Shakespeare Electronic Products Group-European Operations

Marine rule the waves

FAQ - General Questions

Do I lose anything by using a Combination antenna?

A: Yes, usually - depending on the type and quality of combination antenna. Generally reception performance for the VHF side is somewhat sacrificed. Shakespeare recommends using separate antennas if space is available for them.

Is it better to use a dedicated AM/FM antenna or a band separator?

A: Shakespeare recommends using a separate antenna for this purpose, if possible. Band separators were designed for boats that don't have room for two antennas.

Be sure the antennas are mounted at least three feet apart.

What is antenna gain, and how is it measured?

A: Gain is an increase in effective radiated power (ERP) from an antenna, usually stated in dB (deciBels).

As a rule of thumb, you can multiply the radio's output power by 4 for 6dB antennas and by 8 for 9dB antennas. A 3dB antenna gain gives an ERP of 2 times the radio's output power. A Unity Gain antenna provides no increase in ERP.

Can I paint the antenna, and with what?

A: Yes. Shakespeare's antennas can be painted any color you wish. Be sure not to use any paint containing metallic chips or lead bases.

To prepare the surface, wash the antenna with soap and water and allow it to dry completely. Paint the antenna with polyurethane or a lead free, non-metallic paint.

Can I repair the antenna if the fiberglass becomes frayed?

A: Yes. Wash the antenna with soap and water first and allow it to dry completely. Next, paint the antenna with polyurethane or a lead free, non-metallic paint. Then lightly sand the surface with 400-grit sandpaper. Additional coats of paint may be added, but are usually not really necessary.

What is the transmission line loss for coax?

A: This depends on the amount, as well as the type of coax used. On the average, 50 feet of RG-58 coax will have about 3dB loss, 50 feet of RG-8X coax will have about 2dB loss, and 50 feet of RG-213 (RG-8U) will have about 1dB loss.

What antenna should I use with what radio?

A: It depends on your needs and the amount of space that is available to mount the antenna. Some considerations are: the height at which you can mount the antenna; whether you have to raise and lower it to fit under bridges, boathouses or other obstructions; and how far you need the transmitted signal to reach.

The longer the antenna, the better coverage you can expect, generally speaking, if a larger antenna will fit on your boat.

Always purchase the best antenna you can afford, since the antenna is the most important part of any VHF installation.

Can I use two radios with one antenna?

A: Yes, Shakespeare offers the CS-2 and AS-2 switches, which allow for hook-ups of this nature.

The CS-2 switch permits using two antennas with one radio, or two radios with one antenna. The AS-2 is an automatic switch for two radios connecting to one antenna. It electronically senses which transceiver is used and switches the antenna.

Further instructions are on the packages.

What is meant by DC ground?

A: Some antennas are DC grounded and will indicate a short circuit when tested with an ohm meter. Antennas which do not use DC Grounding generally read as Open circuit on an Ohm meter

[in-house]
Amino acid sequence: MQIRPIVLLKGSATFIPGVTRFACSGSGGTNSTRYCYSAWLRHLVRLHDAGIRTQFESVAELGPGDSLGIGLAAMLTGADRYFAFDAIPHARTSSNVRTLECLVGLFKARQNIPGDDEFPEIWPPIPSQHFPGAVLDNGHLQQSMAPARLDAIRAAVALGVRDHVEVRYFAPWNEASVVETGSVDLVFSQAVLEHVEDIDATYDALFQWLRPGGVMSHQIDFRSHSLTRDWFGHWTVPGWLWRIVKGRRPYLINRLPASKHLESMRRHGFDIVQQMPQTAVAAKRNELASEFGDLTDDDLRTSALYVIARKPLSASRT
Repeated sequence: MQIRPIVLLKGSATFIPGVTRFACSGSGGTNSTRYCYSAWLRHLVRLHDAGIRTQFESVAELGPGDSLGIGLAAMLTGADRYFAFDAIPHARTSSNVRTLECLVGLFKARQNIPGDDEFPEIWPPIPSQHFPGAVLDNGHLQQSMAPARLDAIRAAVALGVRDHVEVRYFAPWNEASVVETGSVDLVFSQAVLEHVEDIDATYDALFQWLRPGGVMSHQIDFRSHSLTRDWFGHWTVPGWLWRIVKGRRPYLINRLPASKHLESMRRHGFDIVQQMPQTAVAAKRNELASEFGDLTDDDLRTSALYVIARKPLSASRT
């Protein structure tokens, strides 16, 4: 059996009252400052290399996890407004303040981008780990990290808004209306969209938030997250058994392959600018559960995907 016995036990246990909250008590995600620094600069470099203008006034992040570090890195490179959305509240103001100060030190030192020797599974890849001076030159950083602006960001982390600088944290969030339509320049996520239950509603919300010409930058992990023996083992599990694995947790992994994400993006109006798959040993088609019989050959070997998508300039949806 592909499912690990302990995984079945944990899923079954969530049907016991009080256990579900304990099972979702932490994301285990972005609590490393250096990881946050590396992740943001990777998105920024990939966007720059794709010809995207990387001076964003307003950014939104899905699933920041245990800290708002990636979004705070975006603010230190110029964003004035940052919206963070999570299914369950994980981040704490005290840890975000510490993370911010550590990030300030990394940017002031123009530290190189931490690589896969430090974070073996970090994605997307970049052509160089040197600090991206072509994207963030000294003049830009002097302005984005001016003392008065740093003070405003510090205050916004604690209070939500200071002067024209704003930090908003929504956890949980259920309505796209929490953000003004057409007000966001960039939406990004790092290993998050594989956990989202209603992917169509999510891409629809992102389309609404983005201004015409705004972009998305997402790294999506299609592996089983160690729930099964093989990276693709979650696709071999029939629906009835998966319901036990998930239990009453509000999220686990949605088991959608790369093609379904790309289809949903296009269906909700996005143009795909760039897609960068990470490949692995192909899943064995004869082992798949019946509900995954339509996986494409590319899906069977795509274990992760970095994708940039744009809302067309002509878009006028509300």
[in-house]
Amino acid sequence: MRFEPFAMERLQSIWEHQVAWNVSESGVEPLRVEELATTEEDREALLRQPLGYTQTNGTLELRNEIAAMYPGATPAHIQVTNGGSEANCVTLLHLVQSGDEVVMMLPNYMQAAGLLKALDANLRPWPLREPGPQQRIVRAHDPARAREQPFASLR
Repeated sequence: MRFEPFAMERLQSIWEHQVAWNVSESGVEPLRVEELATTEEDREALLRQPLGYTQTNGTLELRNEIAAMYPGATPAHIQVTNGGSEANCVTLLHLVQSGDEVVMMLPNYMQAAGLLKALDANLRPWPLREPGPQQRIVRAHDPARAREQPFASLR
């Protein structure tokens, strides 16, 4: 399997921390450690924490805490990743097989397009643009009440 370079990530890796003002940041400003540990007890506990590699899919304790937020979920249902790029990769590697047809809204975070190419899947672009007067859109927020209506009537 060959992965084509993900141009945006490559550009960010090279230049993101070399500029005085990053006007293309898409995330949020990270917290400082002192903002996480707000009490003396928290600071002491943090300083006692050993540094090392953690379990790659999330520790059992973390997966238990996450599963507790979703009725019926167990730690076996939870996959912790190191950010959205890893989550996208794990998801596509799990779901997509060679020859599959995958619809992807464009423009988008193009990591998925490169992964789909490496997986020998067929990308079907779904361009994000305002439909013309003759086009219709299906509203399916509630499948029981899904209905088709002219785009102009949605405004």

Do I need a license from the FCC? If so, how do I get one?

A: For non-commercial boaters using vessels which are not required to have ship's radio stations, no FCC license is required for local cruising. "Local" means USA waters only. If you cruise and sail into foreign waters of Canada, Mexico, and the Caribbean, you must have an FCC issued license and callsign. Also, mariners who operate a marine SSB and/or INMARSAT phone must have an FCC issued callsign. The FCC callsign is also required for a marine "Sailmail" e-mail address.

If you have marine single sideband (SSB) radio onboard, or plan to have one installed soon, the law requires an FCC ship station license. If you cruise to foreign ports, any radio onboard must be licensed.

Even so, you may obtain an FCC license and callsign if you want one.

Since 1999, DSC (Digital Selective Calling) capability has been required for all VHF marine radios sold in the United States. If your radio has this feature, you must obtain a nine-digit maritime mobile service identity (MMSI) and install it into the unit before you transmit. The MMSI is unique, like a phone number, and can assist the Coast Guard in finding your vessel in an emergency, among other uses. If you're not required to have a license, the MMSI is obtained from private companies.

To obtain a license, if you need or want one, contact the FCC at www.fcc.gov. The information in this answer is located here.

What FCC license do I need?

A: Currently, an FCC license application does not need to be filled out unless your boat is over 65' or unless you're applying for a DSC number.

See this link for further information.

Do I need a different FCC license for a base station?

A: Yes, contact your local FCC office for particular license requirements, of visit the FCC at www.fcc.gov.

If you do not see the answer you are looking for, please Contact Us and we will be happy to help you get the answers you need.
 

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